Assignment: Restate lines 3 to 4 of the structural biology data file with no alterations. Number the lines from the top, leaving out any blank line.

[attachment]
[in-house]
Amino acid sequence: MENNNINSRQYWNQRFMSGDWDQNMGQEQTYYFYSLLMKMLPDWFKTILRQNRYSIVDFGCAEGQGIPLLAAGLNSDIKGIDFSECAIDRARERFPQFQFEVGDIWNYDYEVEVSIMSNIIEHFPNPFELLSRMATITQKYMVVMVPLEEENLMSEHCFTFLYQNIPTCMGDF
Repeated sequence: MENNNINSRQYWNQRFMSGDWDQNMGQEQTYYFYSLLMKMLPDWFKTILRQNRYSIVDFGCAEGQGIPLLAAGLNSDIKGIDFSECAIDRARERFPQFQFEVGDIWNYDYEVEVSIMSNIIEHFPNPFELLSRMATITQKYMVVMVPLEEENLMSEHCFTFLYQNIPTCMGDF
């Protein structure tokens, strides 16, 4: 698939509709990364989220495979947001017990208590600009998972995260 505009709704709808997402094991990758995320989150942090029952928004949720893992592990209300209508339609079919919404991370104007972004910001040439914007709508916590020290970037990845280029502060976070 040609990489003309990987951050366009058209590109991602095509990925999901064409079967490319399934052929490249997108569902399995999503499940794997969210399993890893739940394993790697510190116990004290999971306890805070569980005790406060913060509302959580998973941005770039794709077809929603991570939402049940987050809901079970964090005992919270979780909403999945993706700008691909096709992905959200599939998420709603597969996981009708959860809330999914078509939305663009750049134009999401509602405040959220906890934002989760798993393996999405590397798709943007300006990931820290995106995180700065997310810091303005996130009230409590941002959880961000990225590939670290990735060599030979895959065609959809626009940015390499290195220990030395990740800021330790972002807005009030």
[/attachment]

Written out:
Repeated sequence: MENNNINSRQYWNQRFMSGDWDQNMGQEQTYYFYSLLMKMLPDWFKTILRQNRYSIVDFGCAEGQGIPLLAAGLNSDIKGIDFSECAIDRARERFPQFQFEVGDIWNYDYEVEVSIMSNIIEHFPNPFELLSRMATITQKYMVVMVPLEEENLMSEHCFTFLYQNIPTCMGDF
């Protein structure tokens, strides 16, 4: 698939509709990364989220495979947001017990208590600009998972995260 505009709704709808997402094991990758995320989150942090029952928004949720893992592990209300209508339609079919919404991370104007972004910001040439914007709508916590020290970037990845280029502060976070 040609990489003309990987951050366009058209590109991602095509990925999901064409079967490319399934052929490249997108569902399995999503499940794997969210399993890893739940394993790697510190116990004290999971306890805070569980005790406060913060509302959580998973941005770039794709077809929603991570939402049940987050809901079970964090005992919270979780909403999945993706700008691909096709992905959200599939998420709603597969996981009708959860809330999914078509939305663009750049134009999401509602405040959220906890934002989760798993393996999405590397798709943007300006990931820290995106995180700065997310810091303005996130009230409590941002959880961000990225590939670290990735060599030979895959065609959809626009940015390499290195220990030395990740800021330790972002807005009030």